The configuration of this application is quite simple, and below we present an example in DmOS:
After performing the configurations in the example above, static routes will be installed on hardware with a “black-hole” destination, and once activated, the network prefixes specified in the BGP network command will be announced to the Internet. All traffic forwarded to the AS 65000 that matches the 192.0.2.0/22 network will be discarded in hardware, unless there is a more specific active route on the edge capable of forwarding traffic to the end customer.
Following with the news, in version 5.6 we present the RSVP-TE functionality, based on MPLS (Multi-Protocol Label Switching). This resource has become a very important tool for the development of the networks of Telecommunications operators and Service Providers (ISP).
As seen in article 5 reasons to use MPLS at your provider, with the continuous increase in bandwidth consumption and also with the need to guarantee the quality of network services (QoS - Quality of Service and SLAs - Service Level Agreements) by providers, Traffic Engineering becomes a strong ally. Through it the operator can define paths for the flow of traffic (tunnels) according to their needs. By default, traffic flow from an MPLS network follows the path defined by the IGP (Interior Gateway Protocol), which causes part of the resources of a given network to be underutilized.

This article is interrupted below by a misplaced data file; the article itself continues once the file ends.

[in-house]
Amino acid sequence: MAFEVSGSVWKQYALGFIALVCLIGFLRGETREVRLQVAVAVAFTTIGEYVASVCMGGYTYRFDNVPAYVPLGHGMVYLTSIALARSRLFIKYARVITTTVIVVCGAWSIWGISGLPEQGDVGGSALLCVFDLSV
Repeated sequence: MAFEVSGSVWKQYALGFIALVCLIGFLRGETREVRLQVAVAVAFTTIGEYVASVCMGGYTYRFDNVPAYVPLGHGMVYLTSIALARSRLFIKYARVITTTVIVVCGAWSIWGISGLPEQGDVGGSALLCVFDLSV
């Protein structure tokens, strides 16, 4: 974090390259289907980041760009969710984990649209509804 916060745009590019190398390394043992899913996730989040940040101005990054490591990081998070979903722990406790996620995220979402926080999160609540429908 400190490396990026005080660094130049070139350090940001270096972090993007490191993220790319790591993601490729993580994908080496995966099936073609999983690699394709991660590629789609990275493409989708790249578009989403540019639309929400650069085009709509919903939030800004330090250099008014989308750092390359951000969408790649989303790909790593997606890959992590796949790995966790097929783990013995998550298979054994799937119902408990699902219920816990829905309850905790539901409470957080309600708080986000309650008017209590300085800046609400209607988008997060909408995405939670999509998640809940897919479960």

In the coming weeks we will have a specific article on RSVP-TE DATACOM, but in summary this resource uses Affinity Bit techniques to define the paths of the MPLS tunnels. The use of Affinity Bit in conjunction with multiple paths, brings greater flexibility for the operation of the network and also rapid convergence in cases of failure. In addition, it is possible to perform switching between paths through configuration commands, aiming for example at the scheduled maintenance of the network.
The following figure demonstrates a single unidirectional MPLS tunnel with three possible paths: